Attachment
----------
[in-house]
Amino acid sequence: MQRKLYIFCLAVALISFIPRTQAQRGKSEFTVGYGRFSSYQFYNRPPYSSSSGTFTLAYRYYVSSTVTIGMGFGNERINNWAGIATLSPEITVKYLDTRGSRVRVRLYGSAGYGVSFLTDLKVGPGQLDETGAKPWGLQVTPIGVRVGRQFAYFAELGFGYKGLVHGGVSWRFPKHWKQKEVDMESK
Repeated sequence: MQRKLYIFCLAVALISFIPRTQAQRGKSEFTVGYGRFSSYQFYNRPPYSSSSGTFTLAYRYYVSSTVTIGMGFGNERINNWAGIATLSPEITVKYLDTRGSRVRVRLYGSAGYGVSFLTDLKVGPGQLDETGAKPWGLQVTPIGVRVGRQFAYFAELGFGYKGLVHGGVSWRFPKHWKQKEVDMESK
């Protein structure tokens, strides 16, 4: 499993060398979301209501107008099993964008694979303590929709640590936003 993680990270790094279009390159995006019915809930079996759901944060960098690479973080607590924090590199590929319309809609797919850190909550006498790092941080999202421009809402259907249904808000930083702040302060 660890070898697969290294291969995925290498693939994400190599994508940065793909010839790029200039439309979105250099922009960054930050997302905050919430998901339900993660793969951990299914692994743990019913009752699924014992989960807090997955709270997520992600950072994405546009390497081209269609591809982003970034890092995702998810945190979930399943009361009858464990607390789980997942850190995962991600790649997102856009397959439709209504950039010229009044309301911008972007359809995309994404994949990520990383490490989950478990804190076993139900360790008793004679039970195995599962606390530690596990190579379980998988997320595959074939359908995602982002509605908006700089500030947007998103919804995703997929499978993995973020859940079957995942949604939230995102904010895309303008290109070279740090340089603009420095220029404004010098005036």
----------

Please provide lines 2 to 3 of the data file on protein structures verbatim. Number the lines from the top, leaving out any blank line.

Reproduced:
Amino acid sequence: MQRKLYIFCLAVALISFIPRTQAQRGKSEFTVGYGRFSSYQFYNRPPYSSSSGTFTLAYRYYVSSTVTIGMGFGNERINNWAGIATLSPEITVKYLDTRGSRVRVRLYGSAGYGVSFLTDLKVGPGQLDETGAKPWGLQVTPIGVRVGRQFAYFAELGFGYKGLVHGGVSWRFPKHWKQKEVDMESK
Repeated sequence: MQRKLYIFCLAVALISFIPRTQAQRGKSEFTVGYGRFSSYQFYNRPPYSSSSGTFTLAYRYYVSSTVTIGMGFGNERINNWAGIATLSPEITVKYLDTRGSRVRVRLYGSAGYGVSFLTDLKVGPGQLDETGAKPWGLQVTPIGVRVGRQFAYFAELGFGYKGLVHGGVSWRFPKHWKQKEVDMESK